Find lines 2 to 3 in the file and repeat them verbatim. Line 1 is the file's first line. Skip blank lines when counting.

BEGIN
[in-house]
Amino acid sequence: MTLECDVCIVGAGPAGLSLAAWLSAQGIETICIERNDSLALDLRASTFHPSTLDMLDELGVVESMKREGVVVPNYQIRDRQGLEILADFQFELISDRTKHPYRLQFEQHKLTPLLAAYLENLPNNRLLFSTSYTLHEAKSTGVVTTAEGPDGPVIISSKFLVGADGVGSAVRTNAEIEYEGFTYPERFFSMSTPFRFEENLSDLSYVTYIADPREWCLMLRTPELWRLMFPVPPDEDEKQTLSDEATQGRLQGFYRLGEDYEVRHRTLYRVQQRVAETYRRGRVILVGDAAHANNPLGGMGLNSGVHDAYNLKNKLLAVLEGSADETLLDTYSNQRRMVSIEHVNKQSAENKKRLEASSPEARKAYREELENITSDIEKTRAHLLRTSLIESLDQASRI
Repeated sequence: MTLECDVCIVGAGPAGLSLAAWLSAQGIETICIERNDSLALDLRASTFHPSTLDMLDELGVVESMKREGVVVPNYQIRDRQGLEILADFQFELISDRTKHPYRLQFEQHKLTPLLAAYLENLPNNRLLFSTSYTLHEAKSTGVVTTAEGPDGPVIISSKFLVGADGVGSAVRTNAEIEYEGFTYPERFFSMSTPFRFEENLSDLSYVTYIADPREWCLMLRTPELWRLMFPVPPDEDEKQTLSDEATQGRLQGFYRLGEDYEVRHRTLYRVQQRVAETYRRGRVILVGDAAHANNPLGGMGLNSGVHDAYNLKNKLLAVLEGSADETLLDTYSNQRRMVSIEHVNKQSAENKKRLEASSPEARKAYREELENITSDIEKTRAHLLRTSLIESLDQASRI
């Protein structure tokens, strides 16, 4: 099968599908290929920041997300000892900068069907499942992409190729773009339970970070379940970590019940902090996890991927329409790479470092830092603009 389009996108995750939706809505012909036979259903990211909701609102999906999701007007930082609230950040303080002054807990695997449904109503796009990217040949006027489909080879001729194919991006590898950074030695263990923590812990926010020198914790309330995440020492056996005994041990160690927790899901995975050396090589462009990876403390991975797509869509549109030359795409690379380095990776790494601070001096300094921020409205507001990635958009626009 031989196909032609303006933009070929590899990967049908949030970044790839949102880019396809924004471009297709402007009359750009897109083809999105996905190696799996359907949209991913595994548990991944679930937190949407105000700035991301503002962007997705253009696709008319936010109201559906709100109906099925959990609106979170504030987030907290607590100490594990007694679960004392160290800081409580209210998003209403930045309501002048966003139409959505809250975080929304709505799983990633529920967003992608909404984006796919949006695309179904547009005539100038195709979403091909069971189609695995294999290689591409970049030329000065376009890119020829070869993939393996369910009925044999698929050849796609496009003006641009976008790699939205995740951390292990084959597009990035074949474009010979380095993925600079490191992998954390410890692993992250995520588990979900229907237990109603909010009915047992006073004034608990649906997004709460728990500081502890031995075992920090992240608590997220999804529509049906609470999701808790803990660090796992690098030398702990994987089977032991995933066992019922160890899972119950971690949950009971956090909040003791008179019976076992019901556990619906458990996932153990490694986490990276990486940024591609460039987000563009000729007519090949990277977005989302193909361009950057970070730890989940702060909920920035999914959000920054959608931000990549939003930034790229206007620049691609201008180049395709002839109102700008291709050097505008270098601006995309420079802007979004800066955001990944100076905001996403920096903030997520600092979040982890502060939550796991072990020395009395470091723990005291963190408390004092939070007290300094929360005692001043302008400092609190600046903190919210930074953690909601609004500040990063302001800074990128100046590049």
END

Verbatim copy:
Amino acid sequence: MTLECDVCIVGAGPAGLSLAAWLSAQGIETICIERNDSLALDLRASTFHPSTLDMLDELGVVESMKREGVVVPNYQIRDRQGLEILADFQFELISDRTKHPYRLQFEQHKLTPLLAAYLENLPNNRLLFSTSYTLHEAKSTGVVTTAEGPDGPVIISSKFLVGADGVGSAVRTNAEIEYEGFTYPERFFSMSTPFRFEENLSDLSYVTYIADPREWCLMLRTPELWRLMFPVPPDEDEKQTLSDEATQGRLQGFYRLGEDYEVRHRTLYRVQQRVAETYRRGRVILVGDAAHANNPLGGMGLNSGVHDAYNLKNKLLAVLEGSADETLLDTYSNQRRMVSIEHVNKQSAENKKRLEASSPEARKAYREELENITSDIEKTRAHLLRTSLIESLDQASRI
Repeated sequence: MTLECDVCIVGAGPAGLSLAAWLSAQGIETICIERNDSLALDLRASTFHPSTLDMLDELGVVESMKREGVVVPNYQIRDRQGLEILADFQFELISDRTKHPYRLQFEQHKLTPLLAAYLENLPNNRLLFSTSYTLHEAKSTGVVTTAEGPDGPVIISSKFLVGADGVGSAVRTNAEIEYEGFTYPERFFSMSTPFRFEENLSDLSYVTYIADPREWCLMLRTPELWRLMFPVPPDEDEKQTLSDEATQGRLQGFYRLGEDYEVRHRTLYRVQQRVAETYRRGRVILVGDAAHANNPLGGMGLNSGVHDAYNLKNKLLAVLEGSADETLLDTYSNQRRMVSIEHVNKQSAENKKRLEASSPEARKAYREELENITSDIEKTRAHLLRTSLIESLDQASRI